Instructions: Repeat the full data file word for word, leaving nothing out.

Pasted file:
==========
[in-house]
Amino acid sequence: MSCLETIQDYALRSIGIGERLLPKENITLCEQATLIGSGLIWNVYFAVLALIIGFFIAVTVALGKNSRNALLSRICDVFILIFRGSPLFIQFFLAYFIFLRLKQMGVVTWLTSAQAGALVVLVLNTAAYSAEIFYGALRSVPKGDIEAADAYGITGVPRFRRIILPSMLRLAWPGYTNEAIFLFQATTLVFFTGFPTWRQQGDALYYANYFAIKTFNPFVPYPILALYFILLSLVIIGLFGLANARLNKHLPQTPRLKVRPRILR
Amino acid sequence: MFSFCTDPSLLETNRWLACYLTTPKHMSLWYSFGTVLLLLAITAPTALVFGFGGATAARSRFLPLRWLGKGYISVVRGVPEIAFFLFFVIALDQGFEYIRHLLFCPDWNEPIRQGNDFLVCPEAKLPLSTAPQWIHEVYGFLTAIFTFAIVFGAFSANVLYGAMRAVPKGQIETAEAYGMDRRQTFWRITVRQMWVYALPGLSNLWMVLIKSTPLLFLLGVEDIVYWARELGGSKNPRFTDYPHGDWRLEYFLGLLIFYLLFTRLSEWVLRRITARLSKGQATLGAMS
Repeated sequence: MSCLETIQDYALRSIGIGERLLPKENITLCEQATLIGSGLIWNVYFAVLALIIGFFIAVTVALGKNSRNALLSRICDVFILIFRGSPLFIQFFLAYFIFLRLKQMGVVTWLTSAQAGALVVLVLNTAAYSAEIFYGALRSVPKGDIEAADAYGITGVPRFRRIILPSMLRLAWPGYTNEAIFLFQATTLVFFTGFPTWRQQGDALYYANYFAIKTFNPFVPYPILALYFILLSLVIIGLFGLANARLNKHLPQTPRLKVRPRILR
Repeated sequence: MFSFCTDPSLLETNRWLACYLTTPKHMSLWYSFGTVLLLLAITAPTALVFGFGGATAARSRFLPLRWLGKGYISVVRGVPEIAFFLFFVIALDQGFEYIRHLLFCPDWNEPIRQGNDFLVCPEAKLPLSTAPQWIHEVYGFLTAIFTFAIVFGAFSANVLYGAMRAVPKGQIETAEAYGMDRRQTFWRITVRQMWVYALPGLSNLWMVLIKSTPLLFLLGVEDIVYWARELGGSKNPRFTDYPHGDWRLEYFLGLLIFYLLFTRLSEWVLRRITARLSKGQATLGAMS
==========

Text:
[in-house]
Amino acid sequence: MSCLETIQDYALRSIGIGERLLPKENITLCEQATLIGSGLIWNVYFAVLALIIGFFIAVTVALGKNSRNALLSRICDVFILIFRGSPLFIQFFLAYFIFLRLKQMGVVTWLTSAQAGALVVLVLNTAAYSAEIFYGALRSVPKGDIEAADAYGITGVPRFRRIILPSMLRLAWPGYTNEAIFLFQATTLVFFTGFPTWRQQGDALYYANYFAIKTFNPFVPYPILALYFILLSLVIIGLFGLANARLNKHLPQTPRLKVRPRILR
Amino acid sequence: MFSFCTDPSLLETNRWLACYLTTPKHMSLWYSFGTVLLLLAITAPTALVFGFGGATAARSRFLPLRWLGKGYISVVRGVPEIAFFLFFVIALDQGFEYIRHLLFCPDWNEPIRQGNDFLVCPEAKLPLSTAPQWIHEVYGFLTAIFTFAIVFGAFSANVLYGAMRAVPKGQIETAEAYGMDRRQTFWRITVRQMWVYALPGLSNLWMVLIKSTPLLFLLGVEDIVYWARELGGSKNPRFTDYPHGDWRLEYFLGLLIFYLLFTRLSEWVLRRITARLSKGQATLGAMS
Repeated sequence: MSCLETIQDYALRSIGIGERLLPKENITLCEQATLIGSGLIWNVYFAVLALIIGFFIAVTVALGKNSRNALLSRICDVFILIFRGSPLFIQFFLAYFIFLRLKQMGVVTWLTSAQAGALVVLVLNTAAYSAEIFYGALRSVPKGDIEAADAYGITGVPRFRRIILPSMLRLAWPGYTNEAIFLFQATTLVFFTGFPTWRQQGDALYYANYFAIKTFNPFVPYPILALYFILLSLVIIGLFGLANARLNKHLPQTPRLKVRPRILR
Repeated sequence: MFSFCTDPSLLETNRWLACYLTTPKHMSLWYSFGTVLLLLAITAPTALVFGFGGATAARSRFLPLRWLGKGYISVVRGVPEIAFFLFFVIALDQGFEYIRHLLFCPDWNEPIRQGNDFLVCPEAKLPLSTAPQWIHEVYGFLTAIFTFAIVFGAFSANVLYGAMRAVPKGQIETAEAYGMDRRQTFWRITVRQMWVYALPGLSNLWMVLIKSTPLLFLLGVEDIVYWARELGGSKNPRFTDYPHGDWRLEYFLGLLIFYLLFTRLSEWVLRRITARLSKGQATLGAMS